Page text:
I can't believe I have written 250 columns telling people not to believe everything written by the Westminster lobby, but I promise this is the last. I'm not perfect either. My worst howler was to say that the then Scottish first minister, Henry McLeish, was as likely to resign as Tony Blair was to admit that he was wrong about the war. McLeish had gone before the New Statesman hit the news-stands.
My cynicism about what is written about British politics comes from experience. I left the Treasury in a blaze of publicity following the Peter Mandelson home-loan scandal. The story would have emerged much earlier had one of the several lobby hacks who knew about the loan bothered to write about it. It is still difficult to believe that some journalists were more concerned about protecting the Prince of Darkness than breaking one of the biggest political stories under new Labour.
The PM, of course, knew nothing of Mandelson's misdemeanour. We know this because he said so in the House, and he would never mislead MPs, would he?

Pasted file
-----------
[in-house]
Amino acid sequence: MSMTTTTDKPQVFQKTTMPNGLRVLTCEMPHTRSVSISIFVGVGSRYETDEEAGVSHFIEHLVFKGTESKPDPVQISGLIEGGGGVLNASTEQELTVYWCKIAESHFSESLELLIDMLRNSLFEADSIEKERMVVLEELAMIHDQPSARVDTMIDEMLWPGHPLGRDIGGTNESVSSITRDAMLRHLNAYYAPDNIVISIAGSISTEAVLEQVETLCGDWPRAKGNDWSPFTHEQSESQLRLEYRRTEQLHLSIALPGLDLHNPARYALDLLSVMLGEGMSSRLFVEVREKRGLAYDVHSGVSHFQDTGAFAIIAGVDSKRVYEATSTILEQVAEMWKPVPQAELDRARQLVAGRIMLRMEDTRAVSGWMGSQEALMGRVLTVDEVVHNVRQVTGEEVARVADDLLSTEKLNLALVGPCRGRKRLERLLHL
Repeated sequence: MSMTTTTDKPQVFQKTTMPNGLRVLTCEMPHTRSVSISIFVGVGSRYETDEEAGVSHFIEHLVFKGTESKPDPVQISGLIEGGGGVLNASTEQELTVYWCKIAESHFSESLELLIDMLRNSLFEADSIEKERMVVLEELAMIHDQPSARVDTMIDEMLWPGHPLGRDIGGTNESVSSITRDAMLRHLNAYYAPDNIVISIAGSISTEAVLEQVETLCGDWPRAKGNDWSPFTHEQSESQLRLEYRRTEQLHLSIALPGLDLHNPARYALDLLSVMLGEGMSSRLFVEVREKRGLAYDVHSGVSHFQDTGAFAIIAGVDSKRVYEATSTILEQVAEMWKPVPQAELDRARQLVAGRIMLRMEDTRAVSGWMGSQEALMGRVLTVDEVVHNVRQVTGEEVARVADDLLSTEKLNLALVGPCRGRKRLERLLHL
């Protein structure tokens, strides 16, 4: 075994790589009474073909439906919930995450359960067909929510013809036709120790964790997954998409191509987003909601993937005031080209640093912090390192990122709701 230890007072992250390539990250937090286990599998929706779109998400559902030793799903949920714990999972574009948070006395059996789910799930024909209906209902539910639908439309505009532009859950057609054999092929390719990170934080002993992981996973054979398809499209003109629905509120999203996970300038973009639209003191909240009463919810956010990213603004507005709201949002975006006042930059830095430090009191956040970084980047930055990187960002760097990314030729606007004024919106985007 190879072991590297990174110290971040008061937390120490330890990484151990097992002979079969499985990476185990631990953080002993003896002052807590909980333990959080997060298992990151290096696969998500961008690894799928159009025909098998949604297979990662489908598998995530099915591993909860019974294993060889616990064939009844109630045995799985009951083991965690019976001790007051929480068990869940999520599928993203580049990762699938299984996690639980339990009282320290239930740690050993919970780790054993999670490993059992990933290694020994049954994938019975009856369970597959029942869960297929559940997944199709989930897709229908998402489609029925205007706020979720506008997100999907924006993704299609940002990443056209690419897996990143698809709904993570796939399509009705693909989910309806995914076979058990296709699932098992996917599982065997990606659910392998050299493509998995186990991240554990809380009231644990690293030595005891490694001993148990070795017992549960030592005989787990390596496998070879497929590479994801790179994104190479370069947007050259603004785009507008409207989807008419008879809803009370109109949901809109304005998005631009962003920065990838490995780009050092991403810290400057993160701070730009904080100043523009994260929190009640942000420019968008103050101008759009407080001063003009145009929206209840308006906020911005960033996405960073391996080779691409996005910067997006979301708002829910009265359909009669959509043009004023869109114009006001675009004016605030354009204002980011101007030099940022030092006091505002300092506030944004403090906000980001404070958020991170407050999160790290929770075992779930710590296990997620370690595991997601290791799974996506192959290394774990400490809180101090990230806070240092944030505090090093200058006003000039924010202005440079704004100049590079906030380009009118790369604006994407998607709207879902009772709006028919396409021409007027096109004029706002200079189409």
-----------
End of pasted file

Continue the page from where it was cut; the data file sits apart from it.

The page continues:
It is hard to say exactly who is the biggest Blair apologist. Andrew Rawnsley deserves praise for keeping his regular Observer column and selling the juicy bits of his book on Gordon Brown and Blair to the Mail. John Rentoul does the job for Tony in the Independent on Sunday, but the gold medal for Blair-nosing goes to the Guardian's Martin Kettle. Last time
I had a go at him for crawling, he paged me to say that he had on occasion criticised the Prime Minister but I, on the other hand, had never attacked Brown. Pathetic, but right. I have never hidden the fact that I want the Chancellor to be our PM, and one day he will be. When it happens, I may even return to write about it here.